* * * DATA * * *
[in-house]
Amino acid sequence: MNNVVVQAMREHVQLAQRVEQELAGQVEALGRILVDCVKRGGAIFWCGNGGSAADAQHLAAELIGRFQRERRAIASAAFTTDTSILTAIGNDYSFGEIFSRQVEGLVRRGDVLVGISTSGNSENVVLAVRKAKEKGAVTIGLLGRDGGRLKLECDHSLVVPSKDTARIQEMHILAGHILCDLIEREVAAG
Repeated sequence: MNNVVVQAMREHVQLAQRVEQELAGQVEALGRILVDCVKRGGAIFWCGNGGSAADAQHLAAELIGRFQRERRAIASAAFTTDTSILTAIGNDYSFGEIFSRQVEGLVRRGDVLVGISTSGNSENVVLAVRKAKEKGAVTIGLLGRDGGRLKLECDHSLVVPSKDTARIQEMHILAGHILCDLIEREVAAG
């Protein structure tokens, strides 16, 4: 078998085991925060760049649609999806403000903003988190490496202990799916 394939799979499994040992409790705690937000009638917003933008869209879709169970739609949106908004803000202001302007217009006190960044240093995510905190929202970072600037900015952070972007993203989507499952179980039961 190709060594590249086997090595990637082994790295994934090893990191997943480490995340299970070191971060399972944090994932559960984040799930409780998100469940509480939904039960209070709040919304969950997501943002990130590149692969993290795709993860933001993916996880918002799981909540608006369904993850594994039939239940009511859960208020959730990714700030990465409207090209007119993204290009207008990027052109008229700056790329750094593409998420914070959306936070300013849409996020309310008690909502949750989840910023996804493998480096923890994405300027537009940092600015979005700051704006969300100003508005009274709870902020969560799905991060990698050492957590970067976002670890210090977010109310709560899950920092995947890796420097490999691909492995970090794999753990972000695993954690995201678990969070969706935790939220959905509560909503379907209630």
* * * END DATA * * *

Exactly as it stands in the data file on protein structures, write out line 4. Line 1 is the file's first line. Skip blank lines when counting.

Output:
């Protein structure tokens, strides 16, 4: 078998085991925060760049649609999806403000903003988190490496202990799916 394939799979499994040992409790705690937000009638917003933008869209879709169970739609949106908004803000202001302007217009006190960044240093995510905190929202970072600037900015952070972007993203989507499952179980039961 190709060594590249086997090595990637082994790295994934090893990191997943480490995340299970070191971060399972944090994932559960984040799930409780998100469940509480939904039960209070709040919304969950997501943002990130590149692969993290795709993860933001993916996880918002799981909540608006369904993850594994039939239940009511859960208020959730990714700030990465409207090209007119993204290009207008990027052109008229700056790329750094593409998420914070959306936070300013849409996020309310008690909502949750989840910023996804493998480096923890994405300027537009940092600015979005700051704006969300100003508005009274709870902020969560799905991060990698050492957590970067976002670890210090977010109310709560899950920092995947890796420097490999691909492995970090794999753990972000695993954690995201678990969070969706935790939220959905509560909503379907209630």